LEWISTON, Idaho – The Lewis-Clark State College Teacher Education Division helped more than 400 Idaho Region II K-12 teachers with remote and online delivery of classes through a workshop created to help teachers during the COVID-19 pandemic.
Mark Haynal, chair of the LC State Teacher Education Division, said the college created 17 sections of the ED-491 workshop entitled “Remote and Online Instruction.” In all, 420 teachers took the class, including some from Clarkston, Kellogg, Coeur d’Alene, and Council, along with the 13 Region II school districts and private schools. Also, there were eight other teachers who took part in the workshop, even though their school district opted not to participate.
The workshop came about in response to the Idaho State Board of Education’s soft school closure, which restricted in-person classes in Idaho in late March. At the time, Haynal reached out to superintendents in Region II, which extends north to Potlatch and south to Grangeville, to let them know the college would be willing to work with them to design a way for their teachers to get professional development credit while learning how to deliver remote and online instruction to students.
The workshop’s popularity grew when schools had to close their classrooms and teachers and students moved to online and remote instruction to finish the school year.
“We knew a lot of K-12 teachers have never taught online or remotely, so we wanted to offer our expertise in the area because of the strong Teacher Education program we have here at the college,” Haynal said. “And we thought we would make it easy for the teachers to earn professional development credits while they learned.”
To help the teachers with the professional development credits, which can be used to renew their teaching certificates, LC State lowered the cost in half to $25 per credit as a way to show the college’s support of its education partners during the difficult time.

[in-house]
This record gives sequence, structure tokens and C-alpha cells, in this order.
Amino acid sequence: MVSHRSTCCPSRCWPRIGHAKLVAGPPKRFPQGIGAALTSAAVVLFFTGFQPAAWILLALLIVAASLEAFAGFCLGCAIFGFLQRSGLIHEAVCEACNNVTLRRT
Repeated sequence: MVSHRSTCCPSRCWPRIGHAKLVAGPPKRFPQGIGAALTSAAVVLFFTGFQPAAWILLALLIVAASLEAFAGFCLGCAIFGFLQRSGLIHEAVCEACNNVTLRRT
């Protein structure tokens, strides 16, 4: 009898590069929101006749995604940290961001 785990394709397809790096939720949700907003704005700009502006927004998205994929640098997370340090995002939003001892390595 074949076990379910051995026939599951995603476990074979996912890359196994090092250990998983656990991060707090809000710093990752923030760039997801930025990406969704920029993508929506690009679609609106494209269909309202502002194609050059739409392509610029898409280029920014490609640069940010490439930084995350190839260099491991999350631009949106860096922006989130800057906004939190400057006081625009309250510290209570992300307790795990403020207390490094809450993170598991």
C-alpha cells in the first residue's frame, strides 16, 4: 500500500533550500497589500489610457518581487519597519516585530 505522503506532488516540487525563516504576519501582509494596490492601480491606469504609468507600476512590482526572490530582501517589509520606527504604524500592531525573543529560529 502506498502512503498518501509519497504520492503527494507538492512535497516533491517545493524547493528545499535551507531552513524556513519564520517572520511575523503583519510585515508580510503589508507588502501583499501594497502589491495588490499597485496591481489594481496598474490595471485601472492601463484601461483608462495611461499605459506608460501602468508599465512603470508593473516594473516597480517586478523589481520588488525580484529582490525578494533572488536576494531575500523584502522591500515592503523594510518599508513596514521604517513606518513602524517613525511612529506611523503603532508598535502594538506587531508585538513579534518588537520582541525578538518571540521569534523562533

“Mark did an outstanding job of creating this opportunity, thinking beyond just our campus needs, and focusing on our partners in the school districts and the impact it would ultimately have on our K-12 youth,” LC State Dean for the School of Professional Studies Fred Chilson said. “This workshop provided a great value not only to all involved, but to the state of Idaho as well.”
The college developed a simple syllabus to go with the workshop and then allowed each district to make slight alterations to best fit their situation. Each six-week workshop consisted of five components that included direct instruction, research, practicum, reflection and a final report. Teachers could work at their own speed and the participating schools could choose the dates of the workshop.
“The classroom has been totally flipped on its side during the pandemic,” said Mary Hamilton, a 7th grade English Language Arts teacher at Lakes Middle School in Coeur d’Alene. “Having this course allowed me to practice and then reflect on new strategies used for remote learning.”
Here is a breakdown of the schools and school districts that had teachers take part in the workshop: Troy School District 14, Culdesac School District 4, All Saints Catholic School (Lewiston) and Holy Family Catholic School (Clarkston) 10, Moscow School District 24, Highland Joint School District 5, Saints Peter and Paul Catholic School (Grangeville) 7, Kellogg School District 9, Kendrick School District 6, Mountain View School District (Kooskia, Grangeville and Elk City) 47, Lapwai School District 18, Lewiston School District 196, Genesee Joint School District 18, Nez Perce School District 11, Potlatch School District 8, Cottonwood School District 34, and teachers from non-participating districts 8.